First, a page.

Analysis

Germany's Facebook ruling – A treasure trove of novel issues

On 23 June 2020, Germany’s Federal Court of Justice upheld the immediate enforcement of an order by the Federal Cartel Office against Facebook, prohibiting the company from collecting user data from other Facebook-owned services or third-parties and merging them with the users’ accounts on the social network without specific consent. Debevoise & Plimpton partner Thomas Schürrle and associate Andrea Pomana explore the court’s novel 55-page reasoning and its potential implications.

28 September 2020

Exclusive: An interview with John Penrose

The UK government announced on 14 September that John Penrose MP will lead a review of the country’s competition policy, as it prepares to leave the European Union and tackle the economic shock brought on by the coronavirus pandemic. Penrose spoke to Emily Craig about updating the UK’s “analogue era” competition rules, whether the report will recommend changes to the consumer welfare standard and how to address the challenges of the digital economy.

25 September 2020

Tackling market distortions from foreign subsidies

In June, the European Commission released a white paper seeking views on three proposed new tools to give it greater control over the acquisitions and activities of foreign-subsidised companies within the bloc. White & Case partners Genevra Forwood, James Killick, Marc Israel and Axel Schulz examine the potential impact of these powerful tools and how they can address competitive distortion.

07 August 2020

Owing to coronavirus, CCI adopts “lenient” approach in admitted cartel cases

Competition authorities around the world have adopted measures to help businesses collaborate throughout the covid-19 pandemic, although they have warned against taking advantage of the health crisis. Khaitan & Co partner Sagardeep Rathi and senior associate Radhika Seth examine two recent decisions by the Competition Commission of India not to issue fines in admitted cartel cases, and what that means for cartel deterrence.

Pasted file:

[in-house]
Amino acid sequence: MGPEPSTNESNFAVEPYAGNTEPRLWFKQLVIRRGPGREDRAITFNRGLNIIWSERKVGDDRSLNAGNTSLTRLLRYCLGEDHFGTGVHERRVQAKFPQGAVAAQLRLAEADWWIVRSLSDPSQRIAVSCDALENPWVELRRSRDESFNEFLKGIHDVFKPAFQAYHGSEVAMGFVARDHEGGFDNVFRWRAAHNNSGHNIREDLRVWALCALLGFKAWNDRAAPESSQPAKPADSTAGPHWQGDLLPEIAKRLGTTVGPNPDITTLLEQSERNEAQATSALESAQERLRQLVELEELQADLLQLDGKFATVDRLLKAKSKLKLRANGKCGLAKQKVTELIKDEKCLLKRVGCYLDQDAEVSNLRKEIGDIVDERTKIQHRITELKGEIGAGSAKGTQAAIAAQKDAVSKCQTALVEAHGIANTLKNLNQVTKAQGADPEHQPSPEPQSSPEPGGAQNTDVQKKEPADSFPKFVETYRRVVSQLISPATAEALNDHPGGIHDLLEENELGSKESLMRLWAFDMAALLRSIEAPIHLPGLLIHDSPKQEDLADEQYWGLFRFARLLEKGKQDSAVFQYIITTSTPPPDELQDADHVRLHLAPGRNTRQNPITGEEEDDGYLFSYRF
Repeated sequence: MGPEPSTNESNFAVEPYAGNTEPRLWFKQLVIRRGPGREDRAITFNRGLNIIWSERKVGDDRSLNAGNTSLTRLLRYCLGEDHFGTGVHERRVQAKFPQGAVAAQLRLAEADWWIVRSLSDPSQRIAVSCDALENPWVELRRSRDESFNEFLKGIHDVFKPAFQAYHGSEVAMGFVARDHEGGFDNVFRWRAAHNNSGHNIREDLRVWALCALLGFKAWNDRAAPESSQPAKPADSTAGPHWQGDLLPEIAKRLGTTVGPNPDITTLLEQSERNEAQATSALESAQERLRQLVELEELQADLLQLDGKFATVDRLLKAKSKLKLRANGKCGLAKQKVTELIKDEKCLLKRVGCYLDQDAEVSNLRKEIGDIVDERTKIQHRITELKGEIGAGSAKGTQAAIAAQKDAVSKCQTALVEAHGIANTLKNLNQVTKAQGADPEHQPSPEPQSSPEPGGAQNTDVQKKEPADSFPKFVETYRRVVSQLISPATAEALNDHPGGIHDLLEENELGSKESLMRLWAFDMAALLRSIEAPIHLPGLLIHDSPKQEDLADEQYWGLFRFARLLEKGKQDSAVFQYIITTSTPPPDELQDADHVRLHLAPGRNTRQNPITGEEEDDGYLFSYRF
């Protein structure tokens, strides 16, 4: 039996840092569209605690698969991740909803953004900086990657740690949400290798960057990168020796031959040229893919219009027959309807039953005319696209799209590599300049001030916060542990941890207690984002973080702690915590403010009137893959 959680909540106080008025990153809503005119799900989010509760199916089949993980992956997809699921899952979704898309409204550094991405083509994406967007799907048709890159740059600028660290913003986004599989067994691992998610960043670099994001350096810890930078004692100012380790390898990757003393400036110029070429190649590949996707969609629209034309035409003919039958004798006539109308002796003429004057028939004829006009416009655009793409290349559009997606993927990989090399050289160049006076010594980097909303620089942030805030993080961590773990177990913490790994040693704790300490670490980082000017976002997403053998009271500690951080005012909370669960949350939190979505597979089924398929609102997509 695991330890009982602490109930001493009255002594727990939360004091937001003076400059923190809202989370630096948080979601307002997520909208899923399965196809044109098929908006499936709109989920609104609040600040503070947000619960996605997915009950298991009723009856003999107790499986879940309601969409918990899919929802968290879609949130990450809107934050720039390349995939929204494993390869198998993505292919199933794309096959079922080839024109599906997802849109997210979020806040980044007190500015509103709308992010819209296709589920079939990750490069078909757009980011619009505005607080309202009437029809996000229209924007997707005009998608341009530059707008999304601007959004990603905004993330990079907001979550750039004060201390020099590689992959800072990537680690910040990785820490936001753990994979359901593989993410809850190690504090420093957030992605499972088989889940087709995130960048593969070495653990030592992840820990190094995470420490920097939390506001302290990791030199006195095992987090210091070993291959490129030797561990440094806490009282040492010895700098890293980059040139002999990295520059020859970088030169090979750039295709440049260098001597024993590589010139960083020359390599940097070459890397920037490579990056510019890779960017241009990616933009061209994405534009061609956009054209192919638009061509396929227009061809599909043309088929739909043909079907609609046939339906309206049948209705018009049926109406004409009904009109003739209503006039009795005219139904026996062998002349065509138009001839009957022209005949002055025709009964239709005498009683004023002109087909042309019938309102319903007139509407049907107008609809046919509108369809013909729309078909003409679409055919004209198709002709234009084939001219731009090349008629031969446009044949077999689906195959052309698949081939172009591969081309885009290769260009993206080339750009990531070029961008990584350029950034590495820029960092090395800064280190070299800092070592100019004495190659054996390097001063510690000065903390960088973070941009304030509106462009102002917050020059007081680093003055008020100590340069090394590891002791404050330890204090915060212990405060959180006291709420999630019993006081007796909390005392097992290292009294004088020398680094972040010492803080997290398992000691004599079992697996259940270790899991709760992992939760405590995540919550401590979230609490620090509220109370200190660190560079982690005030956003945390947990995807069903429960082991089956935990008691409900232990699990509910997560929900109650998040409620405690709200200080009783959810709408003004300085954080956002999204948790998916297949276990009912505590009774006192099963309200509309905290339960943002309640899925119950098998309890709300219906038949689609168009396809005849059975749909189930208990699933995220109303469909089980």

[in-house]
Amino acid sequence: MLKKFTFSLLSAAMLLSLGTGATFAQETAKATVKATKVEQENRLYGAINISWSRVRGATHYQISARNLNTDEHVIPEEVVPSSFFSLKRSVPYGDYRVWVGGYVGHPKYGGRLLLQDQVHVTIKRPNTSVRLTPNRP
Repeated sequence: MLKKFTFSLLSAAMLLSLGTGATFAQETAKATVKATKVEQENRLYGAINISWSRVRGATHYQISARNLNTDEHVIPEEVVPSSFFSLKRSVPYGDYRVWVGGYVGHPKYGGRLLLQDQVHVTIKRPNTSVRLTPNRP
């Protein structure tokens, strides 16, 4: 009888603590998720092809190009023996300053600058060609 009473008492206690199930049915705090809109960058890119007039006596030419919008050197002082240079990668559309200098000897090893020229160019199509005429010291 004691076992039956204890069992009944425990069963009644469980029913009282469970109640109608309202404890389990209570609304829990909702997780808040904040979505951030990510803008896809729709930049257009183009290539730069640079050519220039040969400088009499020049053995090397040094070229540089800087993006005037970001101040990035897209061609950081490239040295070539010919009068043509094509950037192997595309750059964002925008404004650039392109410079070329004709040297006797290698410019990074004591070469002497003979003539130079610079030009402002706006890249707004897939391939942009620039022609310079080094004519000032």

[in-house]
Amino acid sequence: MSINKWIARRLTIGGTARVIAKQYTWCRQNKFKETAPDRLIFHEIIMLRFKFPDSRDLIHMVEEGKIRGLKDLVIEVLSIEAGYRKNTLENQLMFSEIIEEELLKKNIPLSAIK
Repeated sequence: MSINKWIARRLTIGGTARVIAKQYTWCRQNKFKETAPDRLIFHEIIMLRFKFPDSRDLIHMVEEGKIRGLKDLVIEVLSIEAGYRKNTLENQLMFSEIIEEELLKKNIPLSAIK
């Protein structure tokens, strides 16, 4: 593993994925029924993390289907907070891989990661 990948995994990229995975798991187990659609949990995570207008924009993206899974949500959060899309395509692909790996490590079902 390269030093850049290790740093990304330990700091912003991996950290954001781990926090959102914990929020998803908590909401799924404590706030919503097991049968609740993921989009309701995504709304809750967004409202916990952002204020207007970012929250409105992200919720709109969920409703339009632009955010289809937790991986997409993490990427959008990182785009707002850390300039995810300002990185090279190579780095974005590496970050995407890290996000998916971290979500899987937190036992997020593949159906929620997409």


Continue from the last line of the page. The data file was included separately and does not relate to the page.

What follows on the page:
06 August 2020

Overpriced but underenforced?

Some sectors become synonymous with certain competition concerns: the construction industry has long been a breeding ground for cartels, the telecoms sector is carefully scrutinised for consolidation, and now the pharmaceutical market seems increasingly tied to the issue of excessive pricing. Yet, wary of overstepping into price regulation, few competition authorities have tried to tackle this final concern. Janith Aranze explores how and why enforcement has differed on both sides of the Atlantic – and if that is likely to change.

20 July 2020

Healthcare on life support

The Competition Commission of South Africa declared in its healthcare services market inquiry report last year that competition has “largely failed”. As the country’s government attempts to introduce universal healthcare in the face of an unprecedented global pandemic, Charley Connor asks: can increased competition help fix South Africa’s broken healthcare system, or has this inquiry come too late?

20 July 2020

Killer acquisitions

Fierce debate now surrounds whether antitrust enforcers are doing enough to protect budding innovators. During GCR Live’s second annual pharmaceuticals conference in February, a panel of antitrust lawyers who regularly advise drug makers warned against a heavy-handed merger enforcement approach that could stymie life-saving innovation.

20 July 2020

Market definition in pharmaceutical markets

Substantial interest now surrounds the topic of market definition, with some eminent economists querying whether the standard approach is fit for purpose. The debate centres around whether the definition of a relevant market is fixed at any given point in time or whether it should be shaped by the particular theory of harm being pursued. As the European Commission launches a formal consultation on the two-decade-old notice on market definition, Baker McKenzie partner Fiona Carlin examines how flexible the notion of market definition is in the pharmaceutical sector.

20 July 2020

A Q&A with KFTC chair Joh Sung-wook

Former Seoul National University professor Joh Sung-wook was tapped to head Korea’s Fair Trade Commission by the country’s president last September. Since her appointment, Joh has vowed to tackle abusive business practices by dominant conglomerates and level the competitive playing field for smaller companies. In an interview with GCR in April, she discussed the agency’s new technology task force and her role in breaking the glass ceiling for women enforcers in Korea.

20 July 2020

Delay no more?

The European Court of Justice in January provided some long-awaited clarity on how competition enforcers and national courts assess the anticompetitive nature of pay-for-delay agreements. Emily Craig examines how the court’s preliminary ruling in the Paroxetine case will affect other eagerly anticipated rulings and the future of pay-for-delay agreements.

29 May 2020

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